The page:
John’s voice broke. “Get in the car now. Mom is on a ventilator, and the doctor’s don’t seem to think there’s much point in doing that, but she can stay on it forever if we want. “ John was openly sobbing now. It’s a terrible thing to hear your brother’s heart break.

I informed the children of what was going on. Thanks be to God they were old enough to stay by themselves.

I gathered them all in my room.

“Children, Nana said for years that she  never wanted anyone to see her when she’s died. She has very likely died now. I am going to the hospital to see her, and I don’t want you to come. “

The girls burst into tears. David Junior sat on the bed, stoic. So sad to have seen so much loss in just eighteen years.

The lonely night was snowy. The road hard, unforgiving. I drove on autopilot.

Nana? Dead? Who would parent me? Who’s the grownup now? Who did I get to go to for support?

Nana was one of a handful of people I knew without a doubt was on my side all the time. Even when I was wrong, I was right. Nana was crochety, opinionated, crabby and full of love for her family from her thinning hair to her arthritic ankles.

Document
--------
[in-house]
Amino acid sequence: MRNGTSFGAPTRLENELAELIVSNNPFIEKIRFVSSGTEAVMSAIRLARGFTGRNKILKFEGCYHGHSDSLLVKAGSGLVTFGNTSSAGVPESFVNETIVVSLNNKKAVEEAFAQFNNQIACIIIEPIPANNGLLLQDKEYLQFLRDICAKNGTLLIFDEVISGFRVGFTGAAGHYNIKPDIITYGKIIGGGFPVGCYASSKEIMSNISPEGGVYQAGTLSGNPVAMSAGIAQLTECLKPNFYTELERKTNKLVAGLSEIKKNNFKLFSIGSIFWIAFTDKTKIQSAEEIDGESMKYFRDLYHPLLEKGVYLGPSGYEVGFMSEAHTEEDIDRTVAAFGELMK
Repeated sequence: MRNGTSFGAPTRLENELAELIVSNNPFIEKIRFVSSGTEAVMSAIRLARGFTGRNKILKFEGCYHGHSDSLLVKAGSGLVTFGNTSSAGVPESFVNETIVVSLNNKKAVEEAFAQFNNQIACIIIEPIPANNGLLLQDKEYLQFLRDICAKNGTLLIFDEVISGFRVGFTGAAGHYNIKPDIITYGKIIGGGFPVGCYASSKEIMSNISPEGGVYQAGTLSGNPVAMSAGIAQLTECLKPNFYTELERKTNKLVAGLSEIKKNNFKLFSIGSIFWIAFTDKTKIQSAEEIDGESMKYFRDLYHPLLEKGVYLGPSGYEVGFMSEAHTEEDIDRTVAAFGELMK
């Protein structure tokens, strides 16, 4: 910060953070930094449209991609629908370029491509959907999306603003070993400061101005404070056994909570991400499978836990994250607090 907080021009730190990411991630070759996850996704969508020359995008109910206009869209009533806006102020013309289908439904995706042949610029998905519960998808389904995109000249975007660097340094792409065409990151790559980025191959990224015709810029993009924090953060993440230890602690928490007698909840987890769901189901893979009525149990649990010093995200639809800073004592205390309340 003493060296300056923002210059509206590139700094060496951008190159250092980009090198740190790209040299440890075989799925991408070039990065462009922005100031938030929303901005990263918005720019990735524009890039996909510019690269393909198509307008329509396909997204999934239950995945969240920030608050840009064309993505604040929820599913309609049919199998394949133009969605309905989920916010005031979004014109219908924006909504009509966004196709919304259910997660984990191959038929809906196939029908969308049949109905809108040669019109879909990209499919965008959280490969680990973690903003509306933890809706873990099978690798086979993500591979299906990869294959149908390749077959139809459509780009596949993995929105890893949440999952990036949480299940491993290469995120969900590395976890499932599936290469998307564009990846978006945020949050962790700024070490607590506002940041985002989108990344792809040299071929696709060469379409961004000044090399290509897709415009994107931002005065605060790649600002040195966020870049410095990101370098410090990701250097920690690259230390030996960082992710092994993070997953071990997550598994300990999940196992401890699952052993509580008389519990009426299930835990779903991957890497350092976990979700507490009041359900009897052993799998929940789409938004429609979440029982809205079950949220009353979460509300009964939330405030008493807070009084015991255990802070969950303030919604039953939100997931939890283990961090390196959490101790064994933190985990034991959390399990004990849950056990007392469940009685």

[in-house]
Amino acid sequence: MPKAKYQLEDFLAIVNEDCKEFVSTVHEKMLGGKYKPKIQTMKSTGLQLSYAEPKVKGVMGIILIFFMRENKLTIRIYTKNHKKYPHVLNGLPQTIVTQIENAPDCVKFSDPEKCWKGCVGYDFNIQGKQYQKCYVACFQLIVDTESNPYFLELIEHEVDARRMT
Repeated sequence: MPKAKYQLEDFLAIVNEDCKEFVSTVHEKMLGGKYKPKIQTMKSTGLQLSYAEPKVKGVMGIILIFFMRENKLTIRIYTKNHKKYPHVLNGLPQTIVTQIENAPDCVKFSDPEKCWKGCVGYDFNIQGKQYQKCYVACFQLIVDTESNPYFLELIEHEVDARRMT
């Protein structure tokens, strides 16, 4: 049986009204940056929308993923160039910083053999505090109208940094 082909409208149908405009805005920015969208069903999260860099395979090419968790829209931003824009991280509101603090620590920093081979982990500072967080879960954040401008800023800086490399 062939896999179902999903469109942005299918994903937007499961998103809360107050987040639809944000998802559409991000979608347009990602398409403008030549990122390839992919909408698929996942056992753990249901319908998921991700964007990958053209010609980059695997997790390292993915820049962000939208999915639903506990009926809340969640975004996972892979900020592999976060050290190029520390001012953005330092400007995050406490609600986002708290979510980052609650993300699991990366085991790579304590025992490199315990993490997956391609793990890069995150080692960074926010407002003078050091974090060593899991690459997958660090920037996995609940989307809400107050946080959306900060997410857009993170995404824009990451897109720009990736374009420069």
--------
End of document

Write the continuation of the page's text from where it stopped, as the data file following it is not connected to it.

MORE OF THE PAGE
I passed a nearby Starbucks.

A ghost of a migraine was forming around my temples. Shit. A migraine. The last thing I needed.

Caffeine! That would help. I pulled in to the store. Thank God it was one of those twenty four hour ones.

I pulled open the door, squinting against the harsh lighting. A bright, cheery barista greeted me. Hundreds of times I had been here, never seen her.

“Hi! What can I I get started for you? “ My gosh, what a greeting so late at night. Or early in the morning. Whatever.

“Grande chai tea, skim milk, steamed extra hot, no water or foam. “

“Great!”She gave me a dazzling smile. “And how’s your day going?”

My day? How’s my day? What to say.  It was four thirty in the morning. Which day?

The truth always works.

“My mother died today.” I could feel my face start to crumple.

The barista stopped what she was doing. Her face took on an unusual glow.